India will offer auto companies approximately US$3.5 billion in incentives over a five-year period as part of a revised scheme to boost clean technology vehicle manufacturing and export, Reuters has found.
India sees sustainable auto technology as a key component of its plan to reduce its reliance on oil and reduce crippling pollution in its major cities while simultaneously reaching its Paris Climate Accord emissions targets.
The Indian government's original proposal was to provide automakers and parts manufacturers over $8 billion to encourage mostly gasoline technology, with additional incentives for electric vehicles (EVs).
The program has been redesigned to focus on companies that manufacture electric and hydrogen-fueled cars. The reason for the change was not immediately clear, but one of Reuters' sources said that because the focus had shifted to clean and innovative technology, fewer companies would be eligible for the incentives.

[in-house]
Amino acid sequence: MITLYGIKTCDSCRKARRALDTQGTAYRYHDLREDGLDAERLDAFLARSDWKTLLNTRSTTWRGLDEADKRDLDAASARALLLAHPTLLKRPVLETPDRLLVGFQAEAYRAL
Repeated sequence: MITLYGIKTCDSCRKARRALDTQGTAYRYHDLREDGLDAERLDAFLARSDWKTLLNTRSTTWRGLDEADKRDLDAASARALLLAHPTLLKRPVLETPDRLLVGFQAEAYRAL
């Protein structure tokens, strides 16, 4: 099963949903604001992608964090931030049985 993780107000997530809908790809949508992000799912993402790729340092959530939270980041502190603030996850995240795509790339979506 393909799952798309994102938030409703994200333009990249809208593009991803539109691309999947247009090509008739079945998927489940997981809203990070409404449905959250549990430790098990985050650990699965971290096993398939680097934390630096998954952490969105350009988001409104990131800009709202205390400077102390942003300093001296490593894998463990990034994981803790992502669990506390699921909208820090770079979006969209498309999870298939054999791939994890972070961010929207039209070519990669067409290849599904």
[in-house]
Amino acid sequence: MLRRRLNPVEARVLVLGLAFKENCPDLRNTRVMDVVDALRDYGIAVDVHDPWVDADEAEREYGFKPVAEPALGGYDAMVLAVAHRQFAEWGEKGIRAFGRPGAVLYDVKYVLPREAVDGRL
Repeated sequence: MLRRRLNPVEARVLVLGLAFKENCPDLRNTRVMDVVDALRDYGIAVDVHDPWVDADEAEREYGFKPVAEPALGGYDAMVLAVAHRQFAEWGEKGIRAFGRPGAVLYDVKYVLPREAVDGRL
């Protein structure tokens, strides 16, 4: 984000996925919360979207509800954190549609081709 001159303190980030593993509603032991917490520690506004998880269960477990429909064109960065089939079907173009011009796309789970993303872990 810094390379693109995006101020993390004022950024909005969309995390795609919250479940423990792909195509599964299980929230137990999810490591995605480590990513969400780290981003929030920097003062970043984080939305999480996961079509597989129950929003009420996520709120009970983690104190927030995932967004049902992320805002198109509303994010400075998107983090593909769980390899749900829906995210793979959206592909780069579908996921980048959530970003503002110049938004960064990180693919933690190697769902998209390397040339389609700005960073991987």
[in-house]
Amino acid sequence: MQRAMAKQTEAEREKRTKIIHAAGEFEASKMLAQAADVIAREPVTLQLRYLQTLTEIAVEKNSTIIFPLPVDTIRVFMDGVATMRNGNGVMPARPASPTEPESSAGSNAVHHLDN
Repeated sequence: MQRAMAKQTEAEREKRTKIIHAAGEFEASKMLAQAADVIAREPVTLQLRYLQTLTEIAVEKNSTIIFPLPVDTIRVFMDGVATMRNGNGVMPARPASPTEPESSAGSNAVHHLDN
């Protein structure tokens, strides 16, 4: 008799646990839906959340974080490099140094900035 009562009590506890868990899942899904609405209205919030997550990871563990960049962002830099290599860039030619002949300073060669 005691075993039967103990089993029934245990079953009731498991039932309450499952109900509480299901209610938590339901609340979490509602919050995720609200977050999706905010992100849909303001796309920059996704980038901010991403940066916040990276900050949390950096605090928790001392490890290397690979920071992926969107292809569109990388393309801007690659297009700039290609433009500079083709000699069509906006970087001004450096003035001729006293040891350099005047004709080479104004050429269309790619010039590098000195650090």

Maruti Suzuki, India's largest carmaker, has no plans to sell electric vehicles in the near future because it does not see enough demand or affordability for consumers, according to its chairman.
Tata Motors is India's leading seller of electric vehicles, with rival Mahindra & Mahindra and motorcycle manufacturers TVS Motor and Hero MotoCorp announcing EV commitments.
According to the two sources, details of the scheme, which is part of India's broader US$27 billion program to lure global manufacturers, might be announced as soon as this week.
Businesses that qualify for the revamped plan will receive cashback payments equivalent to 10%-20% of their annual revenue for EVs and hydrogen fuel cell cars.
Auto parts manufacturers will be rewarded for producing clean car components and investing in safety-related parts and other innovative technologies such as sensors and radars used in connected vehicles.
The original allocation over the five-year term has been lowered, according to a government person with direct knowledge of the situation, but up to US$8 billion might be made available if the scheme is successful, initial funds are spent, and certain requirements are met.
To qualify for the payments, automakers would have to invest a minimum of US$272 million over five years, Reuters noted.